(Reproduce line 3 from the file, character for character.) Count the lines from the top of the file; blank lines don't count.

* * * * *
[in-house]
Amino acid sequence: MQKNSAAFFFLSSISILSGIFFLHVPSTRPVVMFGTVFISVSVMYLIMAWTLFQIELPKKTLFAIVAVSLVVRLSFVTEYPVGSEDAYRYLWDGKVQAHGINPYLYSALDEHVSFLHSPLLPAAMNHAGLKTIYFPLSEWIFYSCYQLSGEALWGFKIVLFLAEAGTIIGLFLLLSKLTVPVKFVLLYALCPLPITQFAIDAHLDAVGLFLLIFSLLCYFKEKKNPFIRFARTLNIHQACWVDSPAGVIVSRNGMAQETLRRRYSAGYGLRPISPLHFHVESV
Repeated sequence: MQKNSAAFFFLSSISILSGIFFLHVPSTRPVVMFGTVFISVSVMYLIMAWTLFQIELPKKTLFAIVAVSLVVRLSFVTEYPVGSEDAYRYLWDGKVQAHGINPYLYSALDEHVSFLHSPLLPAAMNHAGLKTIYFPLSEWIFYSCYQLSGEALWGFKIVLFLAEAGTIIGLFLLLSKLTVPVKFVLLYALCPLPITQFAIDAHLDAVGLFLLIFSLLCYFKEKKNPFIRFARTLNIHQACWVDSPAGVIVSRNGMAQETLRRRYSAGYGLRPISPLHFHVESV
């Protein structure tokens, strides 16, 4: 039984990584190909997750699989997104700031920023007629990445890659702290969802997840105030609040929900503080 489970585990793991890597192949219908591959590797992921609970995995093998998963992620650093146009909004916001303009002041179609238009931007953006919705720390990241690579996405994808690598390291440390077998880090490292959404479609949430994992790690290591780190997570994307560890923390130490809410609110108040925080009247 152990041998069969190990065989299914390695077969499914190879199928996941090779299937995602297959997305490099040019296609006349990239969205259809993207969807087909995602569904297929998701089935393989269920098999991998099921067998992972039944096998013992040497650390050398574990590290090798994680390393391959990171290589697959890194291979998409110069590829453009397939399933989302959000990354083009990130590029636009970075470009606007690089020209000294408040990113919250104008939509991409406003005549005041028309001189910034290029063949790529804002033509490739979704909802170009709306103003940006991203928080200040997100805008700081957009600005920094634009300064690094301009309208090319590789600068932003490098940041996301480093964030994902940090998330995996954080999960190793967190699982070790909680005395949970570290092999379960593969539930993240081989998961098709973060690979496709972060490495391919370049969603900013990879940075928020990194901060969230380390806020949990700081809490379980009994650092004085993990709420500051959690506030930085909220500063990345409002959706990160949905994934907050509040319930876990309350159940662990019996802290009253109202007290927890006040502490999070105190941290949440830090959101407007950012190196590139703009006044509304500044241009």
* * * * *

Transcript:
Repeated sequence: MQKNSAAFFFLSSISILSGIFFLHVPSTRPVVMFGTVFISVSVMYLIMAWTLFQIELPKKTLFAIVAVSLVVRLSFVTEYPVGSEDAYRYLWDGKVQAHGINPYLYSALDEHVSFLHSPLLPAAMNHAGLKTIYFPLSEWIFYSCYQLSGEALWGFKIVLFLAEAGTIIGLFLLLSKLTVPVKFVLLYALCPLPITQFAIDAHLDAVGLFLLIFSLLCYFKEKKNPFIRFARTLNIHQACWVDSPAGVIVSRNGMAQETLRRRYSAGYGLRPISPLHFHVESV